The renin-angiotensin-aldosterone mechanism Decreased BP/renal ischemia/increased urine Na+=renin excretion which turns angiotensiongen to angiotensin I--Lungs release angiotensin-converting enzyme to make angiotensin II which causes peripheral vasoconstriction--aldosterone released--BP increases
What is pulmonary arterial pressure? 15-25/8-10 mm Hg
Why is a low lung BP important? To prevent filtration in pulmonary capillaries which keeps tissue fluid from accumulating in the alveoli causing pulmonary edema
Which organ does all blood from the body go? The liver via the hepatic portal vein
When does aging of blood vessels begin? Childhood
What is atherosclerosis? Deposition of lipids in walls of arteries forming rough surfaces that may stimulate clot formation
What is the #1 killer in the U.S.? Cardiovascular Disease
What conditions can lead to heart disease? Rheumatic fever, pulmonary disease, HTN, kidney disease, CVA, transient ischemic attack, renal disease, anemia, strep, congenital heart disease, thrombophlebitis and alcoholism
What is orthostatic hypotension? A drop in systolic BP of more than 15 mm Hg and in response and increase of more than 20 beats per minute
What are the causes of orthostatic hypotension? Fluid volume deficit, diuretics, analgesics, pain and beta blockers
Quality of pulse is described as...? 0 Absent; 1+ Weak, thready; 2+ normal; 3+ Bounding
What is a thirll? The vibration felt when an abnormal vessel with a bulging or narrowed wall is palpated
What is a bruit? Humming heard when auscultating as abnormal vessel caused by turbulent blood flow
What does sputum look like in acute heart failure? Pink and frothy
Lung congestion resulting from heart failure may cause what? Dry cough
What does reddish-brown (rubor) discoloration indicate? Decreased arterial blood flow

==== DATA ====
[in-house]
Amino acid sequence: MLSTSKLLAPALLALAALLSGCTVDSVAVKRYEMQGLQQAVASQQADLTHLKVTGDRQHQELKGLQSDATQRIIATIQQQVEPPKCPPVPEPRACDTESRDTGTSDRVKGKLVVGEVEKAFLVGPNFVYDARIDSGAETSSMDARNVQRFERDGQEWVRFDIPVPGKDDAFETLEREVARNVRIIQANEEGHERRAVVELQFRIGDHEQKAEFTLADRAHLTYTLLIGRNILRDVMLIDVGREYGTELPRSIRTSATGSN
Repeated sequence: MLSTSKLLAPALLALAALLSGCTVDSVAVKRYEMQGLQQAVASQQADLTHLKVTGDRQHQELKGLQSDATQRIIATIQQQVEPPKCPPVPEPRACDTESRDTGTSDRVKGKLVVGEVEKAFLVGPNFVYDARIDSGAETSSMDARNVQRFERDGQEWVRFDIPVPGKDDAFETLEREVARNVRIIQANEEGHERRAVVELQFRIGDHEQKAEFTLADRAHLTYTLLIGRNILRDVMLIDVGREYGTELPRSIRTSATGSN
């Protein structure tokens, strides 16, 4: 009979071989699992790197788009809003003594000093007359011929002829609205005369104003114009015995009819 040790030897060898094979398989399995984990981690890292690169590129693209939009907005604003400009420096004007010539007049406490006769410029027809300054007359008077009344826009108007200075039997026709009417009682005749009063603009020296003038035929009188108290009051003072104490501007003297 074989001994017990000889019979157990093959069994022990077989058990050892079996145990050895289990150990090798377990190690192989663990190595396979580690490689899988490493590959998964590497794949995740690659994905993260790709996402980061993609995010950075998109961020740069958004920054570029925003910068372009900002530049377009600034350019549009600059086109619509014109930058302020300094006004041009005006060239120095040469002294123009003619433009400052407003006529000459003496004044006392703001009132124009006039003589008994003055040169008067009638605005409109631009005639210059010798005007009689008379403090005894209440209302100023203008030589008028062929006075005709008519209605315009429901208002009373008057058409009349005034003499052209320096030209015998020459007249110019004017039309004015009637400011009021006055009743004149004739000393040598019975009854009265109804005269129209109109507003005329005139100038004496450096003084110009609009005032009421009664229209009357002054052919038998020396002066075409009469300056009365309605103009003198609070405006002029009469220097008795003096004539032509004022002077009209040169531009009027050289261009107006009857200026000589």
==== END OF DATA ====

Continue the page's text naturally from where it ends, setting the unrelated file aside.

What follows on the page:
What does pallor indicate? Anemia or lack of arterial blood flow
Brown discoloration and cyanosis in extremities indicates...? Venous blood flow problems
What is a sign of reduced arterial blood flow? Decreased hair distribution, thick and brittle nails and shiny, taut, dry skin
What causes clubbing of the nails? Oxygen deficiency
What are the 6 P's that characterize PVD? Pain, Poikilothermia, Pulselessness, Pallor, Paralysis, Paresthesia
What is Homan's sign? Pain in the pts calf or behind the knee when the foot is quickly dorsiflexed with the knee in a slightly flexed position (less than 1/2 pts with VT are negative for this sign)
S3 is heard with what? Left-sided heart failure, fluid volume overload and mitral valve regurgitation
S4 is heard with what? HTN, coronary artery disease and pulmonary stenosis
When is S3 heard? Early in diastole
When is S4 heard? Late in diastole
What causes murmurs? A narrowed valve opening or a valve that does not close tightly
What does pericardial friction rub sound like? A grating sound like sandpaper being rubbed together
A pericardial friction rub may occur after what? MI or chest trauma due to inflammation
In what position should a pt be to better ausculate heart sounds? Leaning forward or lying on their left sides
An ECG is best to diagnose abnormalities related to what? Dysrhythmias, MI or myocardial ischemia
How long/what does a Holter Monitor record? For up to 48 hours it continuously records an ECG as the pt goes about everyday activities
What type of test is an echocardiogram? Sound waves (ultrasound)
What does an echocardiogram record? Valvular abnormalities and vegetation CHF
What is a transesophageal echocardiogram? A transducer on a probe placed in the esophagus. The images are clear.
How long must a pt be NPO before TEE? 6 hours
What can pts not do before an exercise stress test? Smoke, eat or drink for 2 to 3 hours before
What should pts avoid after an exercise stress test? Drinking stimulants such as caffeine and temperature extremes